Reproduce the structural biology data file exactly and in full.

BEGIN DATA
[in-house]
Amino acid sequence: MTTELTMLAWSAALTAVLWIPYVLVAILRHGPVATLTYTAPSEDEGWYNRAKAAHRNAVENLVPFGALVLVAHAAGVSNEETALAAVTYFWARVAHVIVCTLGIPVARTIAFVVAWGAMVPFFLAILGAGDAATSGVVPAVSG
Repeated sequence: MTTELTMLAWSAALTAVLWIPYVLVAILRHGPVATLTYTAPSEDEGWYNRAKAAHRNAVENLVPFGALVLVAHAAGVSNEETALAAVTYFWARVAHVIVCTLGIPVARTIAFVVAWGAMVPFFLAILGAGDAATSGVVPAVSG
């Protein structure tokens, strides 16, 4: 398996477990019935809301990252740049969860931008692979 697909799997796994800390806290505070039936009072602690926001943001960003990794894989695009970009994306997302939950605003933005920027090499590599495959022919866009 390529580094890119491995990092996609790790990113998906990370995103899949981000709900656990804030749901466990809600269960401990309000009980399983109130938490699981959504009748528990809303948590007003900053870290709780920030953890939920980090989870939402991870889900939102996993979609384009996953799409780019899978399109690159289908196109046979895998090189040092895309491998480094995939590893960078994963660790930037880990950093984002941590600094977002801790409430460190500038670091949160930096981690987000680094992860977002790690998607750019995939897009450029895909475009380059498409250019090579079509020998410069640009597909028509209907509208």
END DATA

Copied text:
[in-house]
Amino acid sequence: MTTELTMLAWSAALTAVLWIPYVLVAILRHGPVATLTYTAPSEDEGWYNRAKAAHRNAVENLVPFGALVLVAHAAGVSNEETALAAVTYFWARVAHVIVCTLGIPVARTIAFVVAWGAMVPFFLAILGAGDAATSGVVPAVSG
Repeated sequence: MTTELTMLAWSAALTAVLWIPYVLVAILRHGPVATLTYTAPSEDEGWYNRAKAAHRNAVENLVPFGALVLVAHAAGVSNEETALAAVTYFWARVAHVIVCTLGIPVARTIAFVVAWGAMVPFFLAILGAGDAATSGVVPAVSG
């Protein structure tokens, strides 16, 4: 398996477990019935809301990252740049969860931008692979 697909799997796994800390806290505070039936009072602690926001943001960003990794894989695009970009994306997302939950605003933005920027090499590599495959022919866009 390529580094890119491995990092996609790790990113998906990370995103899949981000709900656990804030749901466990809600269960401990309000009980399983109130938490699981959504009748528990809303948590007003900053870290709780920030953890939920980090989870939402991870889900939102996993979609384009996953799409780019899978399109690159289908196109046979895998090189040092895309491998480094995939590893960078994963660790930037880990950093984002941590600094977002801790409430460190500038670091949160930096981690987000680094992860977002790690998607750019995939897009450029895909475009380059498409250019090579079509020998410069640009597909028509209907509208």